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Transplant Proc. 2007 Sep;39(7):2311-3.

Gastrointestinal complications in liver transplant recipients: MITOS study.

Author information

1
Clínica Universitaria, St Cruz de Tenerife, Spain. iherrero@unav.es

Abstract

INTRODUCTION:

Liver transplant recipients frequently suffer gastrointestinal (GI) complications but their prevalence and their influence on quality of life remain unknown.

OBJECTIVE:

The objective of this study was to asses the prevalence, impact on quality of life, and management of GI complications in liver transplant recipients.

PATIENTS AND METHODS:

This was an epidemiologic, cross-sectional, multicenter study. Four hundred seventeen liver recipients were recruited in 14 centers. A questionnaire was filled for every patient.

RESULTS:

The median age of the patients was 55 years. The median time since transplantation was 4.1 +/- 4 years. Whereas 19.2% presented some GI disease before transplantation, 49.4% showed this type of complication after transplantation. Diarrhea was the most prevalent GI complication, and anorexia was the GI disorder that affected patients daily activities the most frequently. GI complications were more frequent among female patients, subjects with pretransplantation hiatal hernia, and those readmitted after transplantation. Of the patients with GI complications, 70.9% received pharmacological treatment (89.7% with gastric protectors). Immunosuppressive therapy was also modified because of GI complications. Immunosuppressive drug dose was reduced in 18.1%, transiently stopped in 3.4%, and definitively stopped in 3.4% of cases. The drug most frequently changed was mycophenolate mofetil: dose reduction, 23.6%; transient withdrawal, 5.7%; and definitive withdrawal, 6.6%.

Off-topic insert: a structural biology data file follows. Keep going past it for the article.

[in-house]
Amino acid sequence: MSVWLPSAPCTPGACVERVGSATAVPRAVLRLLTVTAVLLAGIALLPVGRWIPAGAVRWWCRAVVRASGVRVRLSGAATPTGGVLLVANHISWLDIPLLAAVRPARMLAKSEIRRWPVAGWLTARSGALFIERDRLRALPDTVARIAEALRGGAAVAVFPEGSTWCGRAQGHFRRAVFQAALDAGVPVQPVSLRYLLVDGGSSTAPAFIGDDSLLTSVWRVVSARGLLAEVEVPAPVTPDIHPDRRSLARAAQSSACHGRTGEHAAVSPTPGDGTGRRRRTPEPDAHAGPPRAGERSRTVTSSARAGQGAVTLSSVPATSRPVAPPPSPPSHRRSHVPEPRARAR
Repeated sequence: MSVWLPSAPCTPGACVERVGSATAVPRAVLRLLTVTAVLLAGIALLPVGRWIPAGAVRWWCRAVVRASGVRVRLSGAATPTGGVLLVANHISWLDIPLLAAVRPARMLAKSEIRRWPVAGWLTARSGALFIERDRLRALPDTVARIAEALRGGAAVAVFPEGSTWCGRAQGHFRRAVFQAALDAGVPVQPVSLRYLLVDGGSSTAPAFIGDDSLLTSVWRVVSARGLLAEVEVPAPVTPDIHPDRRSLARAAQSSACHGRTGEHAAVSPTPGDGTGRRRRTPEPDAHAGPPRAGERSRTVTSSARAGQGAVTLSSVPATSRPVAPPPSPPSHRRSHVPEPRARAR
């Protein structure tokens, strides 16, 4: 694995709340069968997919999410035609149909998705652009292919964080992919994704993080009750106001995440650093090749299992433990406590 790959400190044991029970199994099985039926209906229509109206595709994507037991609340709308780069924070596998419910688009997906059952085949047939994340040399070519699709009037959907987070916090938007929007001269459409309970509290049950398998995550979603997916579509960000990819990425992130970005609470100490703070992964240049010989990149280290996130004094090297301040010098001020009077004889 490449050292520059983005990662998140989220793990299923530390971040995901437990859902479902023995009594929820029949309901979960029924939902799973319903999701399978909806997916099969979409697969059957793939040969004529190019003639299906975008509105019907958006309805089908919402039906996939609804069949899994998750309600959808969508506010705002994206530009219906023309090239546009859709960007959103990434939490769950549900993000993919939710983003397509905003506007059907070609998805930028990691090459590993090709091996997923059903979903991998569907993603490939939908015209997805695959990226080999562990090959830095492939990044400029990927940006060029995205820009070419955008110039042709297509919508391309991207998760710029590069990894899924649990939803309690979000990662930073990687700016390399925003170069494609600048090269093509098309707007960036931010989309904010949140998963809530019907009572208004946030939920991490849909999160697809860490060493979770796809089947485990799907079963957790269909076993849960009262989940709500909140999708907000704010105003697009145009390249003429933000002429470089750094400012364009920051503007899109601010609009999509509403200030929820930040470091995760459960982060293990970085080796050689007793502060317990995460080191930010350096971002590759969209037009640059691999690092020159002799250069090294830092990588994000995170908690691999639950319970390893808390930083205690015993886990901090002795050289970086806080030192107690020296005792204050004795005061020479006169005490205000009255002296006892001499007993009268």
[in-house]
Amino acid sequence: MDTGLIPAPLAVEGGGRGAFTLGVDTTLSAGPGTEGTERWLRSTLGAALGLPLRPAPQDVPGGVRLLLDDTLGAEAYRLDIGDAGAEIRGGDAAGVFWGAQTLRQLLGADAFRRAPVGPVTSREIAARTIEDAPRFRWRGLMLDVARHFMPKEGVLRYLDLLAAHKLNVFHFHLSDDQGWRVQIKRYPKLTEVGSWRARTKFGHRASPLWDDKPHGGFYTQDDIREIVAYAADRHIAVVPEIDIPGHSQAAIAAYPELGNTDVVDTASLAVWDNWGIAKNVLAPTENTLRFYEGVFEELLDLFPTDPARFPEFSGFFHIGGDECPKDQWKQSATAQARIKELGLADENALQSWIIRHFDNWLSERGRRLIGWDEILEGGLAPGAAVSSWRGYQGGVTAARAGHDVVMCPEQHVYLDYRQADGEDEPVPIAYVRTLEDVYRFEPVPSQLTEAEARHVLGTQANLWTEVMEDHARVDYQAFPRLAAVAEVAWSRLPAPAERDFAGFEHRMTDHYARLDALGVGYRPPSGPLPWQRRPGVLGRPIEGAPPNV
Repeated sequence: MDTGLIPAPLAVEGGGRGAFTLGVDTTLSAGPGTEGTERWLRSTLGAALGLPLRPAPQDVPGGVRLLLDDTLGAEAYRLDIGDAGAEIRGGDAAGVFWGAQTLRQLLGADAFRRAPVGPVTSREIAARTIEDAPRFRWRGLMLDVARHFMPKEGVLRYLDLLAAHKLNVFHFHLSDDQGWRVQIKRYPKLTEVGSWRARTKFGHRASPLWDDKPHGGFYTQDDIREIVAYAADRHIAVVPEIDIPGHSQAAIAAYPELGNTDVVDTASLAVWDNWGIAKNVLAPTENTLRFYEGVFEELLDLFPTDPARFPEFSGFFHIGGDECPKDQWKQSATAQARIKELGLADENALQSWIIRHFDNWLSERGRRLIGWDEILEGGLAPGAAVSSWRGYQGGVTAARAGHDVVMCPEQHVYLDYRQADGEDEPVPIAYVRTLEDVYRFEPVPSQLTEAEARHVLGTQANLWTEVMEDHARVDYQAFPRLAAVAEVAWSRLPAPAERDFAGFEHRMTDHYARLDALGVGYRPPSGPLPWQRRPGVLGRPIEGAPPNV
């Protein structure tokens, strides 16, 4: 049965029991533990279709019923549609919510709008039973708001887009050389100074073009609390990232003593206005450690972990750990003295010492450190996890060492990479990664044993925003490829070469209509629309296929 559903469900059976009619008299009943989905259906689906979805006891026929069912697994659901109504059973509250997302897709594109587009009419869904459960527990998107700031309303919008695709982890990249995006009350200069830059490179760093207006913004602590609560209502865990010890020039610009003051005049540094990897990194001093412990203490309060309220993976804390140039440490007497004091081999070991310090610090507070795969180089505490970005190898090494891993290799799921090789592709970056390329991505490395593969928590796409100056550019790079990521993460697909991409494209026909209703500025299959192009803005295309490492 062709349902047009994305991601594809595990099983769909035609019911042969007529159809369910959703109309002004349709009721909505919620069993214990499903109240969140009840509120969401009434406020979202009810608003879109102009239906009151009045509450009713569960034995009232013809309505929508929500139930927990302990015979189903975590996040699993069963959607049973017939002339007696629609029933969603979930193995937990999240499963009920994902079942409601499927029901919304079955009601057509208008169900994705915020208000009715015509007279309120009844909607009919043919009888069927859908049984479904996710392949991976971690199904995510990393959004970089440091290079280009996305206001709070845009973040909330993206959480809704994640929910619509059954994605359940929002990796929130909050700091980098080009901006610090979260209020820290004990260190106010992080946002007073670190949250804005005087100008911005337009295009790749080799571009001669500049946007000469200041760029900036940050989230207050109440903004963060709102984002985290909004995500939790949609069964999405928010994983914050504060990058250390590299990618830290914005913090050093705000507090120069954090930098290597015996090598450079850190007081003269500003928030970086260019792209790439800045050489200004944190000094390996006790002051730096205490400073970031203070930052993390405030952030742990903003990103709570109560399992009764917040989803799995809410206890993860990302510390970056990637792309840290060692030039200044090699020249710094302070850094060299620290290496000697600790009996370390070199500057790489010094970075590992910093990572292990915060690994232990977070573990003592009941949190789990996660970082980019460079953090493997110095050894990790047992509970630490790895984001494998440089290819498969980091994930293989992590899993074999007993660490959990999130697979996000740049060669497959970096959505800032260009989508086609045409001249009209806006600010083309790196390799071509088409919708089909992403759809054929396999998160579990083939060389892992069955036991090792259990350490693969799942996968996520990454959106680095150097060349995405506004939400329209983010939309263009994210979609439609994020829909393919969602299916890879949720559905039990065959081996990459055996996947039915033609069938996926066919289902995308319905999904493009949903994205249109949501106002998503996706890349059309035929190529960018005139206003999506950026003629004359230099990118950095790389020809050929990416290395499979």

CONCLUSIONS:

The prevalence of GI complications in the liver transplant population was approximately 50%. GI complications showed a significant impact on the quality of life of the patients. They were related to female gender, to pretransplantation GI pathology, and posttransplantation hospital admission. These complications were frequently managed with pharmacological therapy or with changes in immunosuppressive therapy.

[Indexed for MEDLINE]

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